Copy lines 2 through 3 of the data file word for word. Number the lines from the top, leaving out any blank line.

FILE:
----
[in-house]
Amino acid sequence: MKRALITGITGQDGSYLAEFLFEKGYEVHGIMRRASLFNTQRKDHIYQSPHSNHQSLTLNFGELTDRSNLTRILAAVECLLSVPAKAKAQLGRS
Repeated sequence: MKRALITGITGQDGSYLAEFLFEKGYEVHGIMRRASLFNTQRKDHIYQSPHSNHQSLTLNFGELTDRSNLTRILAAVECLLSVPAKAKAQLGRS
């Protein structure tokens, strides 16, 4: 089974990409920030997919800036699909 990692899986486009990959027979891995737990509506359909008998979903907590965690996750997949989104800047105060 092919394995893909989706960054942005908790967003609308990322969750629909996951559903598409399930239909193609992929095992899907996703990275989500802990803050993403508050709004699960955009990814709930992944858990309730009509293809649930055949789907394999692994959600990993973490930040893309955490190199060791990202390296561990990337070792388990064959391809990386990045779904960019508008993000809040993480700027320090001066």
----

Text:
Amino acid sequence: MKRALITGITGQDGSYLAEFLFEKGYEVHGIMRRASLFNTQRKDHIYQSPHSNHQSLTLNFGELTDRSNLTRILAAVECLLSVPAKAKAQLGRS
Repeated sequence: MKRALITGITGQDGSYLAEFLFEKGYEVHGIMRRASLFNTQRKDHIYQSPHSNHQSLTLNFGELTDRSNLTRILAAVECLLSVPAKAKAQLGRS